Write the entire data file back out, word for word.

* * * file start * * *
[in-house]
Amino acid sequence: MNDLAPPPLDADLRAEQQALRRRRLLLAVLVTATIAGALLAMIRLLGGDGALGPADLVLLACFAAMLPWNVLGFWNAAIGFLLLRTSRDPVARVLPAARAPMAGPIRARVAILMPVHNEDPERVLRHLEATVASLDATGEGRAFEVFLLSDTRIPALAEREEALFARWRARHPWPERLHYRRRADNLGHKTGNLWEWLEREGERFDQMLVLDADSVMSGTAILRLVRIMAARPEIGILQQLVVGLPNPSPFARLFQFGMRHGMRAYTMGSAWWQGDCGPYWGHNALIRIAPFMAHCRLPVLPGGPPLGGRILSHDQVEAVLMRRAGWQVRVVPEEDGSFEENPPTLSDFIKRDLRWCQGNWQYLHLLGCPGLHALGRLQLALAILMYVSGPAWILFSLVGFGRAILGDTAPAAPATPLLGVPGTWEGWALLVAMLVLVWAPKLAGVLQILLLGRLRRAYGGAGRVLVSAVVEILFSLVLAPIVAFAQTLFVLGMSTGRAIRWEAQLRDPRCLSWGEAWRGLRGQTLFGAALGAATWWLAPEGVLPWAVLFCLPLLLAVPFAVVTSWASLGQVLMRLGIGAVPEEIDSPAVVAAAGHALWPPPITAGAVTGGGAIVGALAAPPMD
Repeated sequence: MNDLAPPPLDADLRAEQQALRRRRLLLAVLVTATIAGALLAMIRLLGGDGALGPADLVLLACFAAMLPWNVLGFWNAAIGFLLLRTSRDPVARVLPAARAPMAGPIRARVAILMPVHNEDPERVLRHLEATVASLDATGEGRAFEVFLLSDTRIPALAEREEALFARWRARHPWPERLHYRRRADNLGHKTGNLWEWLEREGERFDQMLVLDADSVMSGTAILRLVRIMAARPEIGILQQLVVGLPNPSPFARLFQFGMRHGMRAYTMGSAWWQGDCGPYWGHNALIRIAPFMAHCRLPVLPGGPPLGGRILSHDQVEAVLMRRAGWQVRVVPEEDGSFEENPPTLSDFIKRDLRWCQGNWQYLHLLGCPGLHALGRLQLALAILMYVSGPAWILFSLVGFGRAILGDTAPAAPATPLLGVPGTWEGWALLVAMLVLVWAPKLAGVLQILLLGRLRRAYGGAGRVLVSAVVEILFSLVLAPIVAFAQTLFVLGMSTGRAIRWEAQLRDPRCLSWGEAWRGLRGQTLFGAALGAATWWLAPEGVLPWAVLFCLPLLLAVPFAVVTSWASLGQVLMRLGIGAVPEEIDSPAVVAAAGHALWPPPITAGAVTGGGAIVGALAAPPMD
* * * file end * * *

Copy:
[in-house]
Amino acid sequence: MNDLAPPPLDADLRAEQQALRRRRLLLAVLVTATIAGALLAMIRLLGGDGALGPADLVLLACFAAMLPWNVLGFWNAAIGFLLLRTSRDPVARVLPAARAPMAGPIRARVAILMPVHNEDPERVLRHLEATVASLDATGEGRAFEVFLLSDTRIPALAEREEALFARWRARHPWPERLHYRRRADNLGHKTGNLWEWLEREGERFDQMLVLDADSVMSGTAILRLVRIMAARPEIGILQQLVVGLPNPSPFARLFQFGMRHGMRAYTMGSAWWQGDCGPYWGHNALIRIAPFMAHCRLPVLPGGPPLGGRILSHDQVEAVLMRRAGWQVRVVPEEDGSFEENPPTLSDFIKRDLRWCQGNWQYLHLLGCPGLHALGRLQLALAILMYVSGPAWILFSLVGFGRAILGDTAPAAPATPLLGVPGTWEGWALLVAMLVLVWAPKLAGVLQILLLGRLRRAYGGAGRVLVSAVVEILFSLVLAPIVAFAQTLFVLGMSTGRAIRWEAQLRDPRCLSWGEAWRGLRGQTLFGAALGAATWWLAPEGVLPWAVLFCLPLLLAVPFAVVTSWASLGQVLMRLGIGAVPEEIDSPAVVAAAGHALWPPPITAGAVTGGGAIVGALAAPPMD
Repeated sequence: MNDLAPPPLDADLRAEQQALRRRRLLLAVLVTATIAGALLAMIRLLGGDGALGPADLVLLACFAAMLPWNVLGFWNAAIGFLLLRTSRDPVARVLPAARAPMAGPIRARVAILMPVHNEDPERVLRHLEATVASLDATGEGRAFEVFLLSDTRIPALAEREEALFARWRARHPWPERLHYRRRADNLGHKTGNLWEWLEREGERFDQMLVLDADSVMSGTAILRLVRIMAARPEIGILQQLVVGLPNPSPFARLFQFGMRHGMRAYTMGSAWWQGDCGPYWGHNALIRIAPFMAHCRLPVLPGGPPLGGRILSHDQVEAVLMRRAGWQVRVVPEEDGSFEENPPTLSDFIKRDLRWCQGNWQYLHLLGCPGLHALGRLQLALAILMYVSGPAWILFSLVGFGRAILGDTAPAAPATPLLGVPGTWEGWALLVAMLVLVWAPKLAGVLQILLLGRLRRAYGGAGRVLVSAVVEILFSLVLAPIVAFAQTLFVLGMSTGRAIRWEAQLRDPRCLSWGEAWRGLRGQTLFGAALGAATWWLAPEGVLPWAVLFCLPLLLAVPFAVVTSWASLGQVLMRLGIGAVPEEIDSPAVVAAAGHALWPPPITAGAVTGGGAIVGALAAPPMD